Before the journalist and former Private Eye editor Christopher Booker died last year, aged 81, he’d just finished a book, Groupthink: A Study in Self-Delusion, published this week.
Under that catch-all heading of Groupthink, Booker nimbly skewers the malaise of the modern age: how an “in-group” polices society with its new form of puritanism, coming down hard on anyone who disagrees with its worldview.
The book’s afterword, by his son Nicholas Booker, includes a touching picture of Booker’s final days.
Groupthink, it turns out, wasn’t his last book. That honour went to Booker’s guide to St Mary’s, the church in Litton, Somerset, where he lived. In the week before he died, he made final corrections to the guide.
In his last months, Booker’s sight became ever worse. He had to use a torch to read, even in broad daylight. It was the same torch that guided him up and down the church path every night to lock the door of St Mary’s.
There’s a long line of journalistic reactionaries who end up turning to the Church. After decades of drinking, smoking and womanising, Malcolm Muggeridge became a devout Christian. In Richard Ingrams’s biography of Muggeridge, he quotes Muggeridge saying, in 1965, “All I can say is that, in all my travels, Christianity is the best thing I have come across.”
Ingrams himself – Private Eye editor, sainted founder of the Oldie and a regular in the Catholic Herald – is an observant Catholic and plays the organ in his local church.
And Auberon Waugh may have attacked everyone and everything in his Private Eye diaries, a work of satirical genius. But he retained an attachment to, and deep understanding of, the Catholic Church he was born into. Bron’s father, Evelyn Waugh, and Wilfred De’Ath, the Oldie columnist who’s just died at 82, were devout Catholic converts despite their sublime, scathing prose.
It’s too fanciful to say all satirists and comic, caustic writers are religious. But there is surely a connection between minds that attack humbug and hypocrisy and minds that seek eternal truth.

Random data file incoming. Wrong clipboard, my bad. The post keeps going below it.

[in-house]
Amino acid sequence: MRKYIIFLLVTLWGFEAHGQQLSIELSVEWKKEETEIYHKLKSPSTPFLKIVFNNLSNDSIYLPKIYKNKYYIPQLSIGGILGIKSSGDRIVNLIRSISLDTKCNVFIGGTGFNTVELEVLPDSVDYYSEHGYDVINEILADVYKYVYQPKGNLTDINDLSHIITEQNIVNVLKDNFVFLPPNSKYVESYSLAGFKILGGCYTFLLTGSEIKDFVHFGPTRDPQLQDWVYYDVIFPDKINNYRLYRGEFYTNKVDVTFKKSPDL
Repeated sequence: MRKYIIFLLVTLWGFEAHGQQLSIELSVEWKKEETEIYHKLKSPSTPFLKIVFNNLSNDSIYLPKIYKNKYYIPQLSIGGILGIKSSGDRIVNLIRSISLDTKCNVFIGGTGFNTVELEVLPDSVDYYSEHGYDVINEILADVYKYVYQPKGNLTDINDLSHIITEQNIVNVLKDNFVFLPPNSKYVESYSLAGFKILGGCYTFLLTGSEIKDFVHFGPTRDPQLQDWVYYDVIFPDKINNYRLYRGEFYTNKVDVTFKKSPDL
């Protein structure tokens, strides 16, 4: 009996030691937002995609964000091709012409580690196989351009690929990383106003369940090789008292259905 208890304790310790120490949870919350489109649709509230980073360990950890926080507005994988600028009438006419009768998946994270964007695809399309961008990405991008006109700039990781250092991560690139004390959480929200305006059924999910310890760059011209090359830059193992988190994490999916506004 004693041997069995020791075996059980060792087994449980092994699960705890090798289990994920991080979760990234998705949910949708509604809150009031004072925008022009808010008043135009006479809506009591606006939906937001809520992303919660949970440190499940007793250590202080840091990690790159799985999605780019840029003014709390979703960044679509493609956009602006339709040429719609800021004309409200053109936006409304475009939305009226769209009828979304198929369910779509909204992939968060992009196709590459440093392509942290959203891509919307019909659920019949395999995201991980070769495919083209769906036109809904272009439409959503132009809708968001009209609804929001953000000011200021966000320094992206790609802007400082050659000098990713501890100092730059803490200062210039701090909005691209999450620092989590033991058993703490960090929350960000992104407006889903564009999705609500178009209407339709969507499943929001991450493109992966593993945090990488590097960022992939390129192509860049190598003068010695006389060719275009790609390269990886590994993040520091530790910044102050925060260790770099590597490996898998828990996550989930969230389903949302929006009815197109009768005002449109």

Over the weekend, I devoured Matthew Byrne’s new book, Fonts (Shire Books, £8.99).
Byrne covers the complete history of fonts, from early Christian, Italian ones all the way up to the moving lump of rock, dragged from Bethlehem, for the post-war reconstruction of Coventry Cathedral.
You could tell the history of British architecture through its fonts: from simple, blocky Anglo-Saxon ones, through mighty, elegantly carved Norman fonts, right up to the lissom, classical, 18th-century beauties.
Grinling Gibbons gets a good show in the new book, with a luscious picture of his font at St James’s, Piccadilly. The font’s bowl is decorated with scenes of Christ’s baptism, St Philip baptising the Eunuch of Candace and Noah’s Ark. Gibbons carved the stem of the font as the Tree of Knowledge, with Adam and Eve on either side.
I know St James’s well and often look at the font. Very charming it is, too – although, I must say, it looks a little clumsy compared with Gibbons’s sublime limewood carving over the altar, of a pelican surrounded by fruit, flowers, shells and wheatears.
Gibbons was a master at woodcarving but not so great in stone. It’s comforting that even geniuses have their limits.
I’ve just been in America, travelling around New Hampshire and Massachusetts.
For the first time, I realised quite how grateful I am for those foldable luggage racks you find in most hotel rooms.
Whenever I checked into a new room, I lobbed my bag onto the luggage rack and it became an instant wardrobe as I fished into it every day for new socks, boxers and a shirt.
Why are these ultra-useful objects confined to hotels? I immediately went online and ordered one for £29.99. So they are available; we just don’t use them at home.
It made me think of all the other things we confine to one department in our lives and don’t let into other departments.
I take that rubber spidery device you use to attach your phone to the car dashboard – and attach it to my bath tray to look at my phone in the tub. I’ve also taken one of those reading lights you clip onto a book to read – and placed it on the side of the bath as a standalone light.
I must be careful. This sort of change-of-purpose stuff can lead to madness. I had a friend at school who carried around his textbooks in an old washing-powder box. It was deeply impractical – it had no handle. And he looked utterly bonkers.
A fond farewell to Luke Coppen, outgoing editor of this wonderful magazine.
As well as being a brilliant editor when it came to choosing articles, he also has those rare gifts in an editor – patience and kindness. Godspeed.
Harry Mount is the editor of The Oldie
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